In a memorable finishing round at the Masters on Sunday evening, Adam Scott defeated Angel Cabrera on the second playoff hole to become the first Australian player to don the green jacket. Making up for past failures by fellow Aussies Greg Norman and Jason Day, among others, Scott drained two impressive putts in the final three holes at Augusta National to seal his first major victory. In the process, he gave caddie Steve Williams an opportunity to savor the taste of a Masters win without Tiger Woods by his side.
For his part, Tiger never could adjust to the rainy conditions at Augusta on Sunday, carding a 70 and a final score of 5-under par. Woods was hampered by a costly two-stroke penalty Friday, which was given as a result of an improper drop on the 15th hole. On that hole, his third shot from the fairway took a terrible bounce off the flagstick and rolled back into the water hazard, negating what would have been a spectacular approach. Instead, Tiger had to take a stroke and distance penalty and made a gorgeous up and down for bogey. Or so he thought. Following his round, officials reviewed the drop, as well as statements Tiger himself made concerning the drop, and assessed him a two-stroke penalty for not playing the ball in the same position as his previous shot. Furthermore, several golfers questioned why Tiger wasn’t disqualified for signing an improper scorecard at the conclusion of the round, but apparently the secret Masters committee met during the wee hours of the night and determined Tiger’s case should be a “special” exception to the rule. No word was given on whether that decision may have been motivated by the millions of dollars Augusta and CBS stood to lose should Tiger be disqualified from the tournament, but I think we all have a pretty good idea.
Regardless, even with the penalty, Tiger still had a chance to make a run for the green jacket Sunday if not for his inconsistencies with the short stick. With the rain pouring down, conditions were much slower on the greens, and Tiger was never able to adjust. Putt after putt came up short for the world’s number one-ranked player, who finished four shots back of Scott and Cabrera. Tiger will need to wait until June’s U.S. Open to vie for another major championship at Merion Golf Club in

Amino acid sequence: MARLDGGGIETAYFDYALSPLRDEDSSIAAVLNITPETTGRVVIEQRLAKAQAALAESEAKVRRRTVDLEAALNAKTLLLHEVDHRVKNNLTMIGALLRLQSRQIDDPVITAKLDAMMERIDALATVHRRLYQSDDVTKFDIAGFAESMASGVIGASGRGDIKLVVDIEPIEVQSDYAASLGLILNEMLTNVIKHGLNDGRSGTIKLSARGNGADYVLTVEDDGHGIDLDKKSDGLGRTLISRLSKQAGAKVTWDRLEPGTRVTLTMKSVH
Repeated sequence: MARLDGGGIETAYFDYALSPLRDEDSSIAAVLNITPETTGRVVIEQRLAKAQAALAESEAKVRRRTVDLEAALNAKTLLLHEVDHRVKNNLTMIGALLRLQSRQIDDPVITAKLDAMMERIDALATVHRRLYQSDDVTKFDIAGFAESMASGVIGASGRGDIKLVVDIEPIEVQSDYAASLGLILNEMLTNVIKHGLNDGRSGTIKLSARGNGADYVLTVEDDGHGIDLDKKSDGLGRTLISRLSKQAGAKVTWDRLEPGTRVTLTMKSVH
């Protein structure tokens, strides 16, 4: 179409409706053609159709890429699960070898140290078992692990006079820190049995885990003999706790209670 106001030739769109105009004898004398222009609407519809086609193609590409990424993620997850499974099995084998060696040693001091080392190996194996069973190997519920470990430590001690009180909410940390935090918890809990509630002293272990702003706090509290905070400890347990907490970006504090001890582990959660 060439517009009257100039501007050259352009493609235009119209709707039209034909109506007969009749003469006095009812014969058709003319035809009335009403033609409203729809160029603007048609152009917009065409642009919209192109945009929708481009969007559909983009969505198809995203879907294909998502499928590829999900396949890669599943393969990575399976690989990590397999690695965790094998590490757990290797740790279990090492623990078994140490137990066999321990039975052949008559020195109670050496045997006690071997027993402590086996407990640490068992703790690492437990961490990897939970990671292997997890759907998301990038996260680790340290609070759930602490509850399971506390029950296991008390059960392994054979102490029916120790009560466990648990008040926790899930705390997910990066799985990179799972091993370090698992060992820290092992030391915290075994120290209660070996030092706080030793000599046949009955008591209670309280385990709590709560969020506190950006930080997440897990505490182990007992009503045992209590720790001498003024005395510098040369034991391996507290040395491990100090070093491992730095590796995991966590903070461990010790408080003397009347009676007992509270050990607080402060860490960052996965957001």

This Sunday, it was Scott who was able to taste major victory for the first time, thanks to the fine work of his long putter, a club that has faced much media scrutiny over the past few months. The PGA and USGA have been considering a possible ban on the use of long putters, which players can anchor against their chest for support throughout the putt. Such an anchoring takes away from the challenge of having to stabilize a free-swinging club through the stroke and is known to aid golfers who struggle with short to mid-range putts. Scott switched to the long putter two years ago after having several issues with his putting in big tournaments, and after this Masters win, it seems he has found his rhythm with the club. But as big as this win was for Scott, it will certainly lead to further
questions about the legitimacy of the club.
With that side note on the long putter out of the way, let’s break down the final few holes Sunday that allowed the Aussie to capture his first major. Scott reached the par-4 18th one group ahead of Cabrera, who was playing alongside the ever-fearsome Brandt Snedeker. With both men at 8-under par for the tournament, Scott figured that a birdie might be able to seal a win, and a par was a necessity. He knocked his mid iron about 20 feet away, giving him the standard right-to-left breaking putt typically reserved for the 18th on Masters Sunday. With the long putter in hand, Scott smoothly rolled his Titleist ball into the left side of the hole, garnering loud cheers from the Augusta patrons. The usually reserved 32-year-old let out a huge scream of what appeared to be, “Come on Aussie!” to his caddie and then focused in on executing a semi-awkward high-five grab, of which CBS was willing to give us about thirty slow motion replays. Needing a birdie now to force a playoff, Cabrera dialed in his mid iron to about three feet from the cup, sending shivers down Scott’s spine as he signed his scorecard. The 44-year-old Argentina native tapped in and embraced his son who was serving as his caddie.
Playing the 18th again as the first playoff hole, both men fell short with their approaches, leaving uphill chips. Cabrera clipped his ball perfectly and it nearly rolled in, which would have given him the tournament. Instead, both he and Scott settled for pars and headed to the tenth. There, they both struck beautiful approaches giving them makeable – albeit not easy – birdie putts. Cabrera had the tougher chance, as his was a rainbow right-to-left 15-footer. Unfortunately, he couldn’t get a putt to fall once again, and the ball hung on the outside edge of the cup. Facing a slight breaking 12-footer for the win, Scott stepped up and drilled it, sealing Cabrera’s fate. Golf fans couldn’t have asked for a better finish on Masters Sunday, even if we were missing the signature red shirt of
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